The mAd Bike is a bicycle concept for advertising and corporate brand building purposes. Instead of making a billboard on wheels or a parade float, we set out to design a bicycle frame structure that not only conveys a message, but also serves a function.
The hydroformed sheet metal concept in Stage II required expensive tooling, which is not practical for one-offs or small series. For Stage III we designed an all-aluminium frame joined solely by adhesive bonding (no welds or mechanical joints). The key idea is to use two air bent aluminium sandwich panels which are cut with the help of 1:1 printed templates derived from the flattened sheet metal CAD model. A special head tube, seat tube and bottom bracket are machined to match the two halves and all the parts are bonded together in one step. The rear fork ends use a crushed core design stiffened with aluminium wear plates. The frame weighs 4 kg.
Acknowledgements: 3M Finland provided us with the adhesive, applicator gun, surface conditioning abrasives and wrap film.
The simple sheet metal design in Stage I managed to look different, but the ride qualities were almost non-existent and the level of finishing was too low. To use sheet metal in a more advanced manner, ideas2cycles gave a multidisciplinary team of students the task of designing a bike that showcases modern sheet metal technology. The Videbike -team created a concept for a public bike that could be used by students and staff for moving around the Aalto University campus. The flex-formed main frame is TIG-welded from 1,5 mm AW 5083 aluminium alloy. The frame weighs approximately 2 kg and the complete bike 14 kg. The project was part of the Product development project -course and the prototype was unveiled at the Product development project -gala 2011 (see video below).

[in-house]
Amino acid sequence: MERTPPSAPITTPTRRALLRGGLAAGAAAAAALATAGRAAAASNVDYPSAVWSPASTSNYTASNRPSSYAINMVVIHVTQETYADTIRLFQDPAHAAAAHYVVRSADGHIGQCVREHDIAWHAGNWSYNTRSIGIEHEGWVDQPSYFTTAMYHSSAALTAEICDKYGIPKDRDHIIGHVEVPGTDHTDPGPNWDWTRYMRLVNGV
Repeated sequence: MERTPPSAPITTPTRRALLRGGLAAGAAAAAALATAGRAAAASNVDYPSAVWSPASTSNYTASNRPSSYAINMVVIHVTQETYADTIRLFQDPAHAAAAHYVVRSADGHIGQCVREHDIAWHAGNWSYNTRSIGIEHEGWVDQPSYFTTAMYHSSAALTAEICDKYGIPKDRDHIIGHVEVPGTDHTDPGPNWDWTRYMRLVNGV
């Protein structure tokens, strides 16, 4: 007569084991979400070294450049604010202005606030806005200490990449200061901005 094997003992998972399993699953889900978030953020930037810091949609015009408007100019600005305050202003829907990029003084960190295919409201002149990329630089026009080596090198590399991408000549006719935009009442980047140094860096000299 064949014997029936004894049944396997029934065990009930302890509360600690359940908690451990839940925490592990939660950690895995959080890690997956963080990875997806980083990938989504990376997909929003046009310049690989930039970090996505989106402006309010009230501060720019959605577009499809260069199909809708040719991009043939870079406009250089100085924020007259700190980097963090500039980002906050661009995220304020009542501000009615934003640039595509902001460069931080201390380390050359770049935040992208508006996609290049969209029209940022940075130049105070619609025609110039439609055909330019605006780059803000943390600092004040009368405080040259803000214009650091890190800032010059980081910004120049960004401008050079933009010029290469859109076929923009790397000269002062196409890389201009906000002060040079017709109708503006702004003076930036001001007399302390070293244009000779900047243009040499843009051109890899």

How the Aalto Bike was made:
Unveiling of the Aalto Bike:
The first development stage prototype was air bent from laser cut 3 mm carbon steel and welded together. The frame weighs 7 kg and the rear fork is barely stiff enough for riding. It was designed and manufactured in three weeks by the students in the ViDeBike team. A cheap, quick and dirty prototype like this was a useful learning experience before moving on to more expensive and advanced designs seen in development Stage II (The Aalto Bike).